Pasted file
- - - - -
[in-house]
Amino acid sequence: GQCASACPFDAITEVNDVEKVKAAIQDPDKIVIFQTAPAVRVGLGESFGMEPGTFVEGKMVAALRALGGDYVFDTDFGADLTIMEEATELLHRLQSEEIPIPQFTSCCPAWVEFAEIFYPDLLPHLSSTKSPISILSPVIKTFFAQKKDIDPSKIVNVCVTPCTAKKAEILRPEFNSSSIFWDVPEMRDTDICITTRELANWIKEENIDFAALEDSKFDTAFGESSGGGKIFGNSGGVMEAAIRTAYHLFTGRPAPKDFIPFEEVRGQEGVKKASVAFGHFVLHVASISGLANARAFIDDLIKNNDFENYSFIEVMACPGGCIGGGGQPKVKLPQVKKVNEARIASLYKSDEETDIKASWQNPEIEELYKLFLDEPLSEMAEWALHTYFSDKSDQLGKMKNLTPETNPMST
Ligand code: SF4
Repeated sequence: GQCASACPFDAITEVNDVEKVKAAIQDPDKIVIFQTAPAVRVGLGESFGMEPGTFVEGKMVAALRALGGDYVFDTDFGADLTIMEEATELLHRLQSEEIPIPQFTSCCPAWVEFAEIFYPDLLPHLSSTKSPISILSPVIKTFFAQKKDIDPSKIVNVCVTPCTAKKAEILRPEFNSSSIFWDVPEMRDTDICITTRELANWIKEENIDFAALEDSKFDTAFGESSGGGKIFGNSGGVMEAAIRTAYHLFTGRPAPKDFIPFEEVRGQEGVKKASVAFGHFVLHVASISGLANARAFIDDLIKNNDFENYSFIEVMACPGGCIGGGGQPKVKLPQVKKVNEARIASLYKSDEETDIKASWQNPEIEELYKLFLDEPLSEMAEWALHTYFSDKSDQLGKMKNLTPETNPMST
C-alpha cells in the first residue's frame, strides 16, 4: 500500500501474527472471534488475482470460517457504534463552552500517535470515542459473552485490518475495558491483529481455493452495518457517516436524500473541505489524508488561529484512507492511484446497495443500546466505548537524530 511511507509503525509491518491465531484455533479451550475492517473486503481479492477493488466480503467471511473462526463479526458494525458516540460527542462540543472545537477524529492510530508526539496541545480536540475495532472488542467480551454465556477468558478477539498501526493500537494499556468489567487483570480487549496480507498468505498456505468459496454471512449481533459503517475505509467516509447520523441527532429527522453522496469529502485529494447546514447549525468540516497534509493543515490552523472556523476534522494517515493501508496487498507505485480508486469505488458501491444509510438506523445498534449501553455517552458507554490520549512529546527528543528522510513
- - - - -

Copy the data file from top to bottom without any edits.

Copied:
[in-house]
Amino acid sequence: GQCASACPFDAITEVNDVEKVKAAIQDPDKIVIFQTAPAVRVGLGESFGMEPGTFVEGKMVAALRALGGDYVFDTDFGADLTIMEEATELLHRLQSEEIPIPQFTSCCPAWVEFAEIFYPDLLPHLSSTKSPISILSPVIKTFFAQKKDIDPSKIVNVCVTPCTAKKAEILRPEFNSSSIFWDVPEMRDTDICITTRELANWIKEENIDFAALEDSKFDTAFGESSGGGKIFGNSGGVMEAAIRTAYHLFTGRPAPKDFIPFEEVRGQEGVKKASVAFGHFVLHVASISGLANARAFIDDLIKNNDFENYSFIEVMACPGGCIGGGGQPKVKLPQVKKVNEARIASLYKSDEETDIKASWQNPEIEELYKLFLDEPLSEMAEWALHTYFSDKSDQLGKMKNLTPETNPMST
Ligand code: SF4
Repeated sequence: GQCASACPFDAITEVNDVEKVKAAIQDPDKIVIFQTAPAVRVGLGESFGMEPGTFVEGKMVAALRALGGDYVFDTDFGADLTIMEEATELLHRLQSEEIPIPQFTSCCPAWVEFAEIFYPDLLPHLSSTKSPISILSPVIKTFFAQKKDIDPSKIVNVCVTPCTAKKAEILRPEFNSSSIFWDVPEMRDTDICITTRELANWIKEENIDFAALEDSKFDTAFGESSGGGKIFGNSGGVMEAAIRTAYHLFTGRPAPKDFIPFEEVRGQEGVKKASVAFGHFVLHVASISGLANARAFIDDLIKNNDFENYSFIEVMACPGGCIGGGGQPKVKLPQVKKVNEARIASLYKSDEETDIKASWQNPEIEELYKLFLDEPLSEMAEWALHTYFSDKSDQLGKMKNLTPETNPMST
C-alpha cells in the first residue's frame, strides 16, 4: 500500500501474527472471534488475482470460517457504534463552552500517535470515542459473552485490518475495558491483529481455493452495518457517516436524500473541505489524508488561529484512507492511484446497495443500546466505548537524530 511511507509503525509491518491465531484455533479451550475492517473486503481479492477493488466480503467471511473462526463479526458494525458516540460527542462540543472545537477524529492510530508526539496541545480536540475495532472488542467480551454465556477468558478477539498501526493500537494499556468489567487483570480487549496480507498468505498456505468459496454471512449481533459503517475505509467516509447520523441527532429527522453522496469529502485529494447546514447549525468540516497534509493543515490552523472556523476534522494517515493501508496487498507505485480508486469505488458501491444509510438506523445498534449501553455517552458507554490520549512529546527528543528522510513